I’m pleased to announce that the article I wrote for American Music Teacher magazine, originally published in the winter of 2007, is now available on line here . It’s specifically targeted at music teachers who would like to venture into the world of creative improvisation and don’t know where to begin, but would also be useful for anyone who is feeling the urge to create their own music and knows a bit of basic theory.
For me, the key to learning how to improvise was allowing myself to approach the piano playfully, as a small child would, and not to weigh myself down with admonitions or expectations. In other words, to be free to create!
I’ve been finding Michelle Bennett’s recent posts on her blog very thought-provoking. She’s been extremely courageous in revealing her inner challenges as a student and a professional singer, and how these have led her to psychotherapy and inner work alongside her musical life. So often musicians, like any professionals, are extremely hesitant to reveal anything less than perfection. Yet, the reality is that we are all dealing with inner challenges every day. And, as Michelle says:
“There is no doubt that the process of facing one?s self is hugely difficult, especially if, like many artists, you have been hurt badly or are very sensitive. I would wager that most people will never do it because of the enormous effort required and pain of the task. It is an odyssey.”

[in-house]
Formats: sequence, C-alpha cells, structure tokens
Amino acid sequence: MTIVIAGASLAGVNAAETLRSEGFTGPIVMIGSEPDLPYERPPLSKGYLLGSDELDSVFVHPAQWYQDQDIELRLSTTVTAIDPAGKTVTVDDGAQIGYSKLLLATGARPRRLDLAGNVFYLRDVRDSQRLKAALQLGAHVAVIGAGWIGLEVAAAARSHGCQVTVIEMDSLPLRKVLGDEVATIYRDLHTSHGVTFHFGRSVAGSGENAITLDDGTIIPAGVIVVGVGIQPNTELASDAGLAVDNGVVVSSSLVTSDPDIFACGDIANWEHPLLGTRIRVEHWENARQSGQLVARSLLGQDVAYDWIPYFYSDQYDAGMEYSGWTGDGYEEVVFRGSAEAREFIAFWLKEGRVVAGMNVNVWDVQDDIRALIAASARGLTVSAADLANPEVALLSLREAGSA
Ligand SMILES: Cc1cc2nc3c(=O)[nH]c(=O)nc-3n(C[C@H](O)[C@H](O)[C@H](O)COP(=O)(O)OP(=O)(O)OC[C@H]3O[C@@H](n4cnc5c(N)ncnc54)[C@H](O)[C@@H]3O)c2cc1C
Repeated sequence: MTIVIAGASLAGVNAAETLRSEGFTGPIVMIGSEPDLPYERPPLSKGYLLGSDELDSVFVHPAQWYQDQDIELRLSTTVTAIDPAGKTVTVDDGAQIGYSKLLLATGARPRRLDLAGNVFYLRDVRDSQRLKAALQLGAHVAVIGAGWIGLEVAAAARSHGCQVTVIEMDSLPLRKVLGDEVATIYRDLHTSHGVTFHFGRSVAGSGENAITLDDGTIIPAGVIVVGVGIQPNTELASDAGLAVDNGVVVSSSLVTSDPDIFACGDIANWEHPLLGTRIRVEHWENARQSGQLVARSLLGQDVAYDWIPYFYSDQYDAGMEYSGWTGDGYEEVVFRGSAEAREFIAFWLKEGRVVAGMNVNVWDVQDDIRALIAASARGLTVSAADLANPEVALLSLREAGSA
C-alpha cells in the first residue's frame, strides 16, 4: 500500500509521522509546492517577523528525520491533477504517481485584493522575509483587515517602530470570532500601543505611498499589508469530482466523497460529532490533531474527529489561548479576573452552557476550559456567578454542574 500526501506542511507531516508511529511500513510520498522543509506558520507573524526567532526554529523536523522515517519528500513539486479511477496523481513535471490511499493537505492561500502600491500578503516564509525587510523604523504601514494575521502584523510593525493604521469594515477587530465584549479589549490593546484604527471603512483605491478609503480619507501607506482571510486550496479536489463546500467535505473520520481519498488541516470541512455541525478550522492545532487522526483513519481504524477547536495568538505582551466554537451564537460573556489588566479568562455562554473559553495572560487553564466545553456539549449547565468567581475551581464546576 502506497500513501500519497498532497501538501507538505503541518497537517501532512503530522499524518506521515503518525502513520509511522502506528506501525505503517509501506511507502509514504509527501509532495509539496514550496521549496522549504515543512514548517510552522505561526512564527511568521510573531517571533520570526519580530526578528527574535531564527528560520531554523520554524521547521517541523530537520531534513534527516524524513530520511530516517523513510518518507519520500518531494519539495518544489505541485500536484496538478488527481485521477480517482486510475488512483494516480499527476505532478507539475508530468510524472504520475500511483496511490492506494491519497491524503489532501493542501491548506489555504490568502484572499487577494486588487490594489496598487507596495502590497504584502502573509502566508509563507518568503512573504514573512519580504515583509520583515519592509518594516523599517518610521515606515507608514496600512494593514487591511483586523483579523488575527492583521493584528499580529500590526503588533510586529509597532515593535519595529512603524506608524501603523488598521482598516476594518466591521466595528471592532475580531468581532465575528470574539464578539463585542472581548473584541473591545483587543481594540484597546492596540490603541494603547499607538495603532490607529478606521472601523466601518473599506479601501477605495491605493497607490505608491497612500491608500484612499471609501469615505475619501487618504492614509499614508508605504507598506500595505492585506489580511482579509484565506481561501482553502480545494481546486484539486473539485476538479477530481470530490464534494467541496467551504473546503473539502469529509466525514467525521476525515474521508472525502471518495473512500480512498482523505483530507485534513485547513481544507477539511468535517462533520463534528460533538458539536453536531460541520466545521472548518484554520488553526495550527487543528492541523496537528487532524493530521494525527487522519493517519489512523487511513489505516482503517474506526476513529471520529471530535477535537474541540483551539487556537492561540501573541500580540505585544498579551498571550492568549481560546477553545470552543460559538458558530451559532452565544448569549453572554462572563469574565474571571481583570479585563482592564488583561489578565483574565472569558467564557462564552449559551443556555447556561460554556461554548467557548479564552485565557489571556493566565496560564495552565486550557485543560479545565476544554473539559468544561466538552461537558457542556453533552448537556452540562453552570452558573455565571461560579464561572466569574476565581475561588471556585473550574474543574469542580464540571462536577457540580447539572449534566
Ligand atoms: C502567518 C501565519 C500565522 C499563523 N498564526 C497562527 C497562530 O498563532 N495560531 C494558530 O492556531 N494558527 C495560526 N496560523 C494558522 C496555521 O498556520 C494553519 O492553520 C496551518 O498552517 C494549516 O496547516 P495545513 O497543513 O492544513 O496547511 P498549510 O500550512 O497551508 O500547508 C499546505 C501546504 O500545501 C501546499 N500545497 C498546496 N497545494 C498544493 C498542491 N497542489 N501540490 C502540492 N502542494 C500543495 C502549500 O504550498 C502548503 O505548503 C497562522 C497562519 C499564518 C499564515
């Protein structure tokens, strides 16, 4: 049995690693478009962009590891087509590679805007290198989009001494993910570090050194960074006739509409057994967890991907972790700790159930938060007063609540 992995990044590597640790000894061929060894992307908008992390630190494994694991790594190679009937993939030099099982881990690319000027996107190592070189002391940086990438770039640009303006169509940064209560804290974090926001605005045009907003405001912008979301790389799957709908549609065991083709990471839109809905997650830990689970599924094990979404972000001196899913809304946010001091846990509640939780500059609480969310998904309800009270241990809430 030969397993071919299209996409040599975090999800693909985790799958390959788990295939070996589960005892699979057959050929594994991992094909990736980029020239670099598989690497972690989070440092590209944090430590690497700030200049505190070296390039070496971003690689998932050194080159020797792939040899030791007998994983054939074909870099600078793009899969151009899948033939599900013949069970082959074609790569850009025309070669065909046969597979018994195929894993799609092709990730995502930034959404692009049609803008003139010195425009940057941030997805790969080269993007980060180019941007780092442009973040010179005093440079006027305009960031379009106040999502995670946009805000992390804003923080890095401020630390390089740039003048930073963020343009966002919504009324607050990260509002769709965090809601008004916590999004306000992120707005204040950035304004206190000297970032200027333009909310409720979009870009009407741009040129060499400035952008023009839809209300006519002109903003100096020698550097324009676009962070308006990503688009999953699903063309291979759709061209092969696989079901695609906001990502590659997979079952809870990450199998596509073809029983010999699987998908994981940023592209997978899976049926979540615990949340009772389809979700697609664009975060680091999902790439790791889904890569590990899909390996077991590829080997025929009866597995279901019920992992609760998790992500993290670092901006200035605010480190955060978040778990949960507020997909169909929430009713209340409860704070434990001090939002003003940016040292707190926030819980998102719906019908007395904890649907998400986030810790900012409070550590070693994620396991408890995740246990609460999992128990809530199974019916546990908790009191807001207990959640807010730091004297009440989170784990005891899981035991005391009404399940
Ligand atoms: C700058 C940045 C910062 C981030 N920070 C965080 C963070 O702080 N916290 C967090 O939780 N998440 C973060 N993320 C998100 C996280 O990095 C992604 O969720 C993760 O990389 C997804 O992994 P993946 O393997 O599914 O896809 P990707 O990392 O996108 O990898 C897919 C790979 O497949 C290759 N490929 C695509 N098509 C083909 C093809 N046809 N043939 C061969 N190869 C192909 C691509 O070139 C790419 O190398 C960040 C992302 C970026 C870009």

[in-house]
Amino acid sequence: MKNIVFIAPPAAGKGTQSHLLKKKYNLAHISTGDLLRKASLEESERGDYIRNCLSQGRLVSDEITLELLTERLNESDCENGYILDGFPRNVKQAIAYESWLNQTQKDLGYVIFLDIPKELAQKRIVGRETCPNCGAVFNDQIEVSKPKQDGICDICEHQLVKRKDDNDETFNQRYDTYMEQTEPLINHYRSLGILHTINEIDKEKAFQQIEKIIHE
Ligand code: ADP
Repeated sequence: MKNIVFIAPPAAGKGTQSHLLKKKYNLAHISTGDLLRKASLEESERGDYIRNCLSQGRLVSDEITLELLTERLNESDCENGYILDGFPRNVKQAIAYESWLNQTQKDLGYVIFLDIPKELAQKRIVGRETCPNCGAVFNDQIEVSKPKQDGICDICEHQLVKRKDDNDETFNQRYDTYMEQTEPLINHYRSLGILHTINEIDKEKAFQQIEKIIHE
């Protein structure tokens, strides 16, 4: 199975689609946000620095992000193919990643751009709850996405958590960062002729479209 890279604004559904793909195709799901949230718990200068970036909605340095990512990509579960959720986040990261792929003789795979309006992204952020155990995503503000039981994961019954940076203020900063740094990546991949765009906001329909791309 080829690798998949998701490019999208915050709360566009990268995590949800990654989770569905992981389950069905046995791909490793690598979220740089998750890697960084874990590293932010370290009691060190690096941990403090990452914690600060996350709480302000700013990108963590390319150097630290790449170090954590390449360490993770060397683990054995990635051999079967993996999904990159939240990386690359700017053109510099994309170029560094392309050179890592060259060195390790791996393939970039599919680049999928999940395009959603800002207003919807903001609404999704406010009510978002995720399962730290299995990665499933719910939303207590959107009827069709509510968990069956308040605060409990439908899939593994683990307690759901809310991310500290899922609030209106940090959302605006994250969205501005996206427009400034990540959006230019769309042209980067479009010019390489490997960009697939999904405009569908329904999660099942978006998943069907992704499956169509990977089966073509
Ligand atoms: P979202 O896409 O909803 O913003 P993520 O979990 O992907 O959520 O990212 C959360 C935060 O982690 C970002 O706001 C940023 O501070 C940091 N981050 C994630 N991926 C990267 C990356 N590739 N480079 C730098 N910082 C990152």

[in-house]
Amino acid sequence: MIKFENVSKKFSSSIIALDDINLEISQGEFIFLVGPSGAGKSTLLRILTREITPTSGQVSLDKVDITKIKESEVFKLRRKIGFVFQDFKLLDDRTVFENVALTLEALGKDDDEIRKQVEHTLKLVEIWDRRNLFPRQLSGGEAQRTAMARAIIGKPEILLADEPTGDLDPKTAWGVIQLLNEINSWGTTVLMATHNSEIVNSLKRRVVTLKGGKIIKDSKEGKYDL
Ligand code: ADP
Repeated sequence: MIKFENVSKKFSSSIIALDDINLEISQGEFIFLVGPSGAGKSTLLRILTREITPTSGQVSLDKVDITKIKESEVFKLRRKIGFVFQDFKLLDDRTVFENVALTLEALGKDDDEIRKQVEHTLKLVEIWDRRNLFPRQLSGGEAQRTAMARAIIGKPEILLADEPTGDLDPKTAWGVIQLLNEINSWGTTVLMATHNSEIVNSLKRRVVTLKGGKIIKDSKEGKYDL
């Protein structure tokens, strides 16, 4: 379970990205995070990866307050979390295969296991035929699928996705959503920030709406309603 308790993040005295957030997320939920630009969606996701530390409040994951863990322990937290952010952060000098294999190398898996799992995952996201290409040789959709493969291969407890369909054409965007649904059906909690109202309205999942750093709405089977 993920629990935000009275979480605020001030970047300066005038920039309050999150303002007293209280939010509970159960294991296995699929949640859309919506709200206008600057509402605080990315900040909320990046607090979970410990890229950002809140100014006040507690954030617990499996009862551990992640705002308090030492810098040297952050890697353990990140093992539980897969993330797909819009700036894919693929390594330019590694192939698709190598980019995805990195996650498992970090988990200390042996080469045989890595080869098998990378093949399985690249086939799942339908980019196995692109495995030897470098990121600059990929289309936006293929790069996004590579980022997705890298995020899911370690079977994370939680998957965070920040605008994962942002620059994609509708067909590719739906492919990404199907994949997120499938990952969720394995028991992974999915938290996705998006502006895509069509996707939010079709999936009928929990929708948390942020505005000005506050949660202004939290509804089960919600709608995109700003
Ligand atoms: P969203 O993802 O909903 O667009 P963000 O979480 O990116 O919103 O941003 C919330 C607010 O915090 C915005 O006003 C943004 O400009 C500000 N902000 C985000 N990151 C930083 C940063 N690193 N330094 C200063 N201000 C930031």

This evening I experienced a different aspect of what it means to be free to create. My husband and I have recently decided to put one evening a week aside for creative pursuits- whether individual or joint- and tonight was the night. I always look forward to these evenings, as I feel I have permission to be creative in a way which feels different to other times of the week. However, tonight I found myself experiencing a certain amount of anxiety and tension at the idea of spending time in this way. As I have previously mentioned, we recently experienced a bereavement, and I found myself envisaging doing some kind of cathartic piece of art- this felt simultaneously as if it would be satisfying and it also felt heavy inside of me, as if it were some kind of obligation.